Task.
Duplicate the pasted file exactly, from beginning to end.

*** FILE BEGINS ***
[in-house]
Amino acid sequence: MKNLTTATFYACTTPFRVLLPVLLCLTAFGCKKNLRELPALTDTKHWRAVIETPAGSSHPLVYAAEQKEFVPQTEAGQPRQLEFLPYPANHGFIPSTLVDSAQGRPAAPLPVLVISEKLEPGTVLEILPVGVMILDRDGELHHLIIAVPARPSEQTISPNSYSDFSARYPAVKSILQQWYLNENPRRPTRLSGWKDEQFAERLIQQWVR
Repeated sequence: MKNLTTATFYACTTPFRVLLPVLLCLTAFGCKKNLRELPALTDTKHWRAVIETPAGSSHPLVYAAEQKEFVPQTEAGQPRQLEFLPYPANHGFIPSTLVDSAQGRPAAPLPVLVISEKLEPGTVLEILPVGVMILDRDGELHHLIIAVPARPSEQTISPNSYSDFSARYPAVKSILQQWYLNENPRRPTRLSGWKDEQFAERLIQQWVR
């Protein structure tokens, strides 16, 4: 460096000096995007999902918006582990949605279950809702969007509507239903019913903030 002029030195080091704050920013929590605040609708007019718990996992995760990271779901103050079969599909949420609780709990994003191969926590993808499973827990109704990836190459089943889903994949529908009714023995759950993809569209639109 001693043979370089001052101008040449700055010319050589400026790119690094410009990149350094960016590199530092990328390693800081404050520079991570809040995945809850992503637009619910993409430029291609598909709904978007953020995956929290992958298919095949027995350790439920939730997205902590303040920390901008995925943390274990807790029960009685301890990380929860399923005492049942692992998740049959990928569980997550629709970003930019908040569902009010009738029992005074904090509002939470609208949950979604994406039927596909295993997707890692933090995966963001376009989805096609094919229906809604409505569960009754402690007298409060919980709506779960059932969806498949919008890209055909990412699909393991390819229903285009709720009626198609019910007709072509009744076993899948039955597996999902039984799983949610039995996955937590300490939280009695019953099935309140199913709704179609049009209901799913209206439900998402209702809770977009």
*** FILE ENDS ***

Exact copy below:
[in-house]
Amino acid sequence: MKNLTTATFYACTTPFRVLLPVLLCLTAFGCKKNLRELPALTDTKHWRAVIETPAGSSHPLVYAAEQKEFVPQTEAGQPRQLEFLPYPANHGFIPSTLVDSAQGRPAAPLPVLVISEKLEPGTVLEILPVGVMILDRDGELHHLIIAVPARPSEQTISPNSYSDFSARYPAVKSILQQWYLNENPRRPTRLSGWKDEQFAERLIQQWVR
Repeated sequence: MKNLTTATFYACTTPFRVLLPVLLCLTAFGCKKNLRELPALTDTKHWRAVIETPAGSSHPLVYAAEQKEFVPQTEAGQPRQLEFLPYPANHGFIPSTLVDSAQGRPAAPLPVLVISEKLEPGTVLEILPVGVMILDRDGELHHLIIAVPARPSEQTISPNSYSDFSARYPAVKSILQQWYLNENPRRPTRLSGWKDEQFAERLIQQWVR
């Protein structure tokens, strides 16, 4: 460096000096995007999902918006582990949605279950809702969007509507239903019913903030 002029030195080091704050920013929590605040609708007019718990996992995760990271779901103050079969599909949420609780709990994003191969926590993808499973827990109704990836190459089943889903994949529908009714023995759950993809569209639109 001693043979370089001052101008040449700055010319050589400026790119690094410009990149350094960016590199530092990328390693800081404050520079991570809040995945809850992503637009619910993409430029291609598909709904978007953020995956929290992958298919095949027995350790439920939730997205902590303040920390901008995925943390274990807790029960009685301890990380929860399923005492049942692992998740049959990928569980997550629709970003930019908040569902009010009738029992005074904090509002939470609208949950979604994406039927596909295993997707890692933090995966963001376009989805096609094919229906809604409505569960009754402690007298409060919980709506779960059932969806498949919008890209055909990412699909393991390819229903285009709720009626198609019910007709072509009744076993899948039955597996999902039984799983949610039995996955937590300490939280009695019953099935309140199913709704179609049009209901799913209206439900998402209702809770977009």